Adding water and smoke to an O scale garden railway
While picking up my supply of filtered water, I was “amazed and mystified” by the counter display—a faucet floating in mid air, spouting a stream of water that never quite filled a bucket. When the owner showed me the clear plastic tube that had been inserted into the spout-end of the faucet and held vertically while hooked to a fountain pump, a light bulb turned on over my head. Because I happened to own an 0-scale-size tin helicopter, I had already spent some time trying to figure out how to use it in my garden railway. At last I saw its purpose—a hovering fire engine dowsing flames over an 0-scale burning house.
Public garden railway
San Leandro Historical Railway Society (SLHRS) has a model of the Southern Pacific in HO-scale, within its century-old SP depot in San Leandro, California. It’s also home to a two-scale outdoor railway behind the depot. The G&O (both a club and the railroad it operates) runs large-scale trains around the lower outside of the raised planter box, while 0-scale trains run higher and inside.
We club members wanted to pack some magic into an area between a set of interesting bridges crossing a canyon on one side and the highly detailed children’s area on the other. This would help to distribute guests evenly around the walkway. SLHRS hosts many open houses throughout the year and this is the only public garden railway in northern California. The club’s mission is to promote model railroading as well as railroad safety for children through Operation Lifesaver (“Stop, Look, Listen, and Live.”)
The big dig
Once the finish grade was identified (marked stake), I dug out enough space for a 20-gallon HDPE (high-density polyethelene) pond liner (a tub about 2′ deep x 2′ in diameter), plus 2″ deeper for a layer of sand to level it. Inside the tub, the pump (second-smallest Beckett) was placed on a brick so that the dirtiest water would not enter the filter. By gluing up a framework of 3/4″ schedule-40 PVC pipe, I made a manifold that pressed against the sides of the tub to hold everything in place. I adapted the pump outlet with a T-fitting to have two outlets.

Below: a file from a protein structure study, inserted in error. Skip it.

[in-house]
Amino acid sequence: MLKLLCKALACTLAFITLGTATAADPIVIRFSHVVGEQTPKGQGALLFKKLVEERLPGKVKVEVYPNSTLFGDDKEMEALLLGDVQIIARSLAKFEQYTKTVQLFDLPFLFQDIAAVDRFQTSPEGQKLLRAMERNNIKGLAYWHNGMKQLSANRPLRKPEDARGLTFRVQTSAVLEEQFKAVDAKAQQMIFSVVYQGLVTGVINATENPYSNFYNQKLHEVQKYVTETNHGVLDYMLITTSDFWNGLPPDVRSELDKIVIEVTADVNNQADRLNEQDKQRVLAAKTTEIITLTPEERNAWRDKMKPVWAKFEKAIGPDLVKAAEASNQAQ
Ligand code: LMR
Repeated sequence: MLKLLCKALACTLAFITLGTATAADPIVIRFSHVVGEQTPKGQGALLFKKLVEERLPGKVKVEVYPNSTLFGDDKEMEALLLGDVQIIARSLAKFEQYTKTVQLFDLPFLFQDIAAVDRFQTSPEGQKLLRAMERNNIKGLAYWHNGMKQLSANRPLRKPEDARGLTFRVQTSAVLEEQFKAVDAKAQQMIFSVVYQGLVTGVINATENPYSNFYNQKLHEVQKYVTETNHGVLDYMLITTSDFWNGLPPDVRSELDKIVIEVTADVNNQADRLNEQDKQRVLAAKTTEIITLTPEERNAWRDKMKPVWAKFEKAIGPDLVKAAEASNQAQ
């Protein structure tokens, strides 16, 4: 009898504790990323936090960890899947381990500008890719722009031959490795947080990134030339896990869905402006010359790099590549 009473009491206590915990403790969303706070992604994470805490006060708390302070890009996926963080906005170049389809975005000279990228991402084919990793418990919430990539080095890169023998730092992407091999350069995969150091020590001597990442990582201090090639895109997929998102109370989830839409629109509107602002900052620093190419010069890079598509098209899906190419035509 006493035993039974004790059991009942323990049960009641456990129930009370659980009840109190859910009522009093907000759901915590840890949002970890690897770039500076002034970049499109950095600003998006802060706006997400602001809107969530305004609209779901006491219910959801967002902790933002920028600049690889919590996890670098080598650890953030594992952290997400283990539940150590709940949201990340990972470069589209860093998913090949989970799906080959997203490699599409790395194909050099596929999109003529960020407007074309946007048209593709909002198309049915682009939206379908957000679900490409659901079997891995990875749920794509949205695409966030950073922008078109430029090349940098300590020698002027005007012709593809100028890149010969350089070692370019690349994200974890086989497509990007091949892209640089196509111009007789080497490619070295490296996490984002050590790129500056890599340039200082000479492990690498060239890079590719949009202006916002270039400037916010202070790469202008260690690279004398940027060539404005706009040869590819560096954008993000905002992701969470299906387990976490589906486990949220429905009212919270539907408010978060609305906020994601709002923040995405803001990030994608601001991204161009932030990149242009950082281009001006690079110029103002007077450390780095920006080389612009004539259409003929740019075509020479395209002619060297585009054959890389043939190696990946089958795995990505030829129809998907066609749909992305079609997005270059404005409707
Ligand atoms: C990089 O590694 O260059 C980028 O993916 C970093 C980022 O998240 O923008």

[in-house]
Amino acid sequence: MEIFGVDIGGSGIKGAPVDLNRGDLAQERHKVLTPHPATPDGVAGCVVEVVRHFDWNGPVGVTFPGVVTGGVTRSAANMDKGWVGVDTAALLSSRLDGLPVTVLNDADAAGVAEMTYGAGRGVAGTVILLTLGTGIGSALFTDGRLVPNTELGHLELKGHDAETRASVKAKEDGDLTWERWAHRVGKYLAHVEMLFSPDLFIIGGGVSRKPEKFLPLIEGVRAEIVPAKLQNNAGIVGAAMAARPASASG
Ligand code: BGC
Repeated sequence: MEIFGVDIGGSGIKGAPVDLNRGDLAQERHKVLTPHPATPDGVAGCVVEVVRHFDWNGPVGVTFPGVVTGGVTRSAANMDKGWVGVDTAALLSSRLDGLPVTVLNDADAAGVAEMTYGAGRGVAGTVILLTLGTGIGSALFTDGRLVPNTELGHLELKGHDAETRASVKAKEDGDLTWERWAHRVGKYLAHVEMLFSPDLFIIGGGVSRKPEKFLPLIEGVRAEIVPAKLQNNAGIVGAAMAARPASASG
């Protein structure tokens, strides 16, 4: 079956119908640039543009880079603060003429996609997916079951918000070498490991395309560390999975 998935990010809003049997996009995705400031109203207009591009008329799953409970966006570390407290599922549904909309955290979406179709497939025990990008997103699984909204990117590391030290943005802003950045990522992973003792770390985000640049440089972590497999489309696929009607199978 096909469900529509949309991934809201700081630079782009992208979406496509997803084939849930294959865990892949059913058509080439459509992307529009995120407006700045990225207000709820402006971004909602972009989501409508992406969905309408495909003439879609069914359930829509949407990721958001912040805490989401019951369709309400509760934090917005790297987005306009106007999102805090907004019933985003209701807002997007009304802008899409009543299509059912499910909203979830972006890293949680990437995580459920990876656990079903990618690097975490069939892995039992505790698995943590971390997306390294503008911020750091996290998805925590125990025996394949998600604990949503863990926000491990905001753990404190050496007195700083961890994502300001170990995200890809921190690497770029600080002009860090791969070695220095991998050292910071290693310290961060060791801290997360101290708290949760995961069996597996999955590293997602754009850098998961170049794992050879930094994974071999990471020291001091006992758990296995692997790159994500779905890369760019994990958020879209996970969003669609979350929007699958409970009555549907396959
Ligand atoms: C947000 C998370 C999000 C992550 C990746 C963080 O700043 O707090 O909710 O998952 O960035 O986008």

The main pipe rises vertically from the center of the tub (and a hole in the roof of the house) and the other is fitted with an adaptor to a compression fitting for 2′ of black 1/2″ poly tubing (for drip irrigation). I sealed the end with a figure-eight closure. In two places on that 1/2″ tubing I inserted barbed couplers for 2′ lengths of 1/4″ poly tubing (for drip irrigation). Each of these ends was fastened to the top end of a 3/8″ rebar post, just outside the edge of the tub, to support two little firemen holding their fire hoses. Their nozzles are 1/4″ barbed couplers.
The center pipe was fastened with glue to a clear plastic tube. The top of the tube was notched to allow water to escape, and a black plastic spice-bottle top was glued to that for the “Bambi basket,” which would seemingly spill the water. I attached the helicopter to the top of the spice-jar cap with wire and epoxy. To be sure that we didn’t run the pump dry, I made room while building the manifold for a short float valve (Watts Flippen 3/8″), so city water could refill the tub as needed. This also has its own shut-off ball valve nearby to turn off the filler valve when not in use.
Behind the G&O display, members built a staging area of Hardibacker board that stretches along the backside, with a yard for members to set up trains or steam up engines. Underneath that, our electrician installed a waterproof electrical quad box for plugging in the pump and the smoke unit. The smoke unit (a Visual Effects V915 400-watt Fog Machine) rests on a shelf under the track table. I fastened PVC pipe to the smoke outlet but the “smoke” will condense and drip back into the unit, so I drilled a hole for the oil to escape prior to reentering the unit. The drawing shows where smoke is diverted: two pipes on either side of the ceramic house and one pipe inside, so smoke comes out of the windows. The rest is left to the viewer’s imagination, but black, red, and orange plants help to tell the story.